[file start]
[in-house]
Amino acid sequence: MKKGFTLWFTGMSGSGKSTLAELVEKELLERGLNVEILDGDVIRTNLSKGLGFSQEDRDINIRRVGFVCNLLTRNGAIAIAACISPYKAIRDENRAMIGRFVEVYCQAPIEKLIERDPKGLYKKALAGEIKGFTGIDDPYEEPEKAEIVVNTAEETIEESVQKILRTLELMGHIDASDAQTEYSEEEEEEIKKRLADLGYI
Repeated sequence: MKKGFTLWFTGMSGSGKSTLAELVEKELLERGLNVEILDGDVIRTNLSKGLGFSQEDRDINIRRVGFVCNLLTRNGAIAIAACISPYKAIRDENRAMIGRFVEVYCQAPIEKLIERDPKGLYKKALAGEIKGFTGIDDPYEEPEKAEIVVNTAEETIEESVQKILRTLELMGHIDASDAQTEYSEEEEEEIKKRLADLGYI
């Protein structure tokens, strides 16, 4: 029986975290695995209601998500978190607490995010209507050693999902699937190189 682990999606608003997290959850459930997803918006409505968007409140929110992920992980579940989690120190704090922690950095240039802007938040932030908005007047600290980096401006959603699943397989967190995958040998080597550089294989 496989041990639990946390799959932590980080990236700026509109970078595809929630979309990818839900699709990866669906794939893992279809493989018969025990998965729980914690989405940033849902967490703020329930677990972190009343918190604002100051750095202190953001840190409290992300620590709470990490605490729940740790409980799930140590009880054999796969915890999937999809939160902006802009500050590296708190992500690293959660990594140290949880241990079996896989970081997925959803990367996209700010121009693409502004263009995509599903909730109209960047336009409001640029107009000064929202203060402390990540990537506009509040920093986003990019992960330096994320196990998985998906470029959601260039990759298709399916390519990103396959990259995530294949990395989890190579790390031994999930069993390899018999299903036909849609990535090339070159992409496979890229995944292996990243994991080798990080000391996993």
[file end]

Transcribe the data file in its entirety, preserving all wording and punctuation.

[in-house]
Amino acid sequence: MKKGFTLWFTGMSGSGKSTLAELVEKELLERGLNVEILDGDVIRTNLSKGLGFSQEDRDINIRRVGFVCNLLTRNGAIAIAACISPYKAIRDENRAMIGRFVEVYCQAPIEKLIERDPKGLYKKALAGEIKGFTGIDDPYEEPEKAEIVVNTAEETIEESVQKILRTLELMGHIDASDAQTEYSEEEEEEIKKRLADLGYI
Repeated sequence: MKKGFTLWFTGMSGSGKSTLAELVEKELLERGLNVEILDGDVIRTNLSKGLGFSQEDRDINIRRVGFVCNLLTRNGAIAIAACISPYKAIRDENRAMIGRFVEVYCQAPIEKLIERDPKGLYKKALAGEIKGFTGIDDPYEEPEKAEIVVNTAEETIEESVQKILRTLELMGHIDASDAQTEYSEEEEEEIKKRLADLGYI
């Protein structure tokens, strides 16, 4: 029986975290695995209601998500978190607490995010209507050693999902699937190189 682990999606608003997290959850459930997803918006409505968007409140929110992920992980579940989690120190704090922690950095240039802007938040932030908005007047600290980096401006959603699943397989967190995958040998080597550089294989 496989041990639990946390799959932590980080990236700026509109970078595809929630979309990818839900699709990866669906794939893992279809493989018969025990998965729980914690989405940033849902967490703020329930677990972190009343918190604002100051750095202190953001840190409290992300620590709470990490605490729940740790409980799930140590009880054999796969915890999937999809939160902006802009500050590296708190992500690293959660990594140290949880241990079996896989970081997925959803990367996209700010121009693409502004263009995509599903909730109209960047336009409001640029107009000064929202203060402390990540990537506009509040920093986003990019992960330096994320196990998985998906470029959601260039990759298709399916390519990103396959990259995530294949990395989890190579790390031994999930069993390899018999299903036909849609990535090339070159992409496979890229995944292996990243994991080798990080000391996993």